This pilot study examines the long-term effect of Raleigh International’s Expedition programme on volunteers in Namibia and China who took part in Raleigh’s programmes between 1998 and 2004. At the heart of the research is a ‘Theory of Change’ model, based on in-depth life story interviews with programme alumni, giving insight into the short- and longer-term outcomes for volunteers, as well as what enabled those changes over time.
The five key long-term outcomes for volunteers were increases in: volunteering and civic engagement; confidence and self-esteem; determination, courage and ability to solve problems; international perspective and cross-cultural awareness; and leadership skills. The analysis shows that the personal and wider active citizenship impacts were not only significant, but sustained over time. The study also conducted a pilot Social Cost-Benefit Analysis (SCBA) of the key outcomes, providing an indication of the value for money delivered over time. The analysis shows a positive return on investment, with around £3 of long-term social benefit for every £1 invested in the programme.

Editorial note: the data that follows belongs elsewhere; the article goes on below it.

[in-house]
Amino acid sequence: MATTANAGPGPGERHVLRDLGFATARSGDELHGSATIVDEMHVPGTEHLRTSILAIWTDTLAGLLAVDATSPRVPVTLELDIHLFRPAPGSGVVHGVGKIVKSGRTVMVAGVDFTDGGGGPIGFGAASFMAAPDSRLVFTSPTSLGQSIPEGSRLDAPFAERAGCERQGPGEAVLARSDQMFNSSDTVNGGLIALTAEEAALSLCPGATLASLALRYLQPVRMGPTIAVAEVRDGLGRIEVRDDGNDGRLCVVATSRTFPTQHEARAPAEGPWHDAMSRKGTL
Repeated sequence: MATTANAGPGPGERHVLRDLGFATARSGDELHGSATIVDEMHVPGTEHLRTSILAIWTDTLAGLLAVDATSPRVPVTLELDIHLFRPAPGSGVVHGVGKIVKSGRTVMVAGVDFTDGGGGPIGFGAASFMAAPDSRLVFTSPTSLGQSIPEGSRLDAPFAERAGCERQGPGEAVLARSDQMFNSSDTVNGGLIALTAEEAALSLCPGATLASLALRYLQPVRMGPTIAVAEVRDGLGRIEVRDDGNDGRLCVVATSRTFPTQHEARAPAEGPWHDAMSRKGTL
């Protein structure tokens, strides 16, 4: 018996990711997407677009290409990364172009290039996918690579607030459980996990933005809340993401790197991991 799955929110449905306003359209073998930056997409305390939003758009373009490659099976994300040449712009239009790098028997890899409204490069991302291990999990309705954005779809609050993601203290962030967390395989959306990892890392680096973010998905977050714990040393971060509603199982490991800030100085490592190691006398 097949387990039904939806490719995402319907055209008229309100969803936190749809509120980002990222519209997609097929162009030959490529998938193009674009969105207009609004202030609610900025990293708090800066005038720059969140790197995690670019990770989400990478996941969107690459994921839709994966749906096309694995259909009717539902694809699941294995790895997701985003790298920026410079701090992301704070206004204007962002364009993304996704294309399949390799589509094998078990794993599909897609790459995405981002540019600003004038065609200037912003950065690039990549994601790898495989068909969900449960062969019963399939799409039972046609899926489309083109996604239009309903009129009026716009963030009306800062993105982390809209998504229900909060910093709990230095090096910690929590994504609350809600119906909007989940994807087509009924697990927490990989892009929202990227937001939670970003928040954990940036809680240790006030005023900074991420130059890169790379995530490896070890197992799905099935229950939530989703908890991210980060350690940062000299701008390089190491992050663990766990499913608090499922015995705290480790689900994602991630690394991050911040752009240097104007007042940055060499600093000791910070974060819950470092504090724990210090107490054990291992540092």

The pilot provides a useful first step in understanding and measuring the long-term changes that short-term (3 months) volunteering programmes can have for young people in developing countries and how these can contribute to delivering sustainable outcomes, and puts forward recommendations for the wider development community in building the evidence base around the long-term impact of volunteering in developing countries.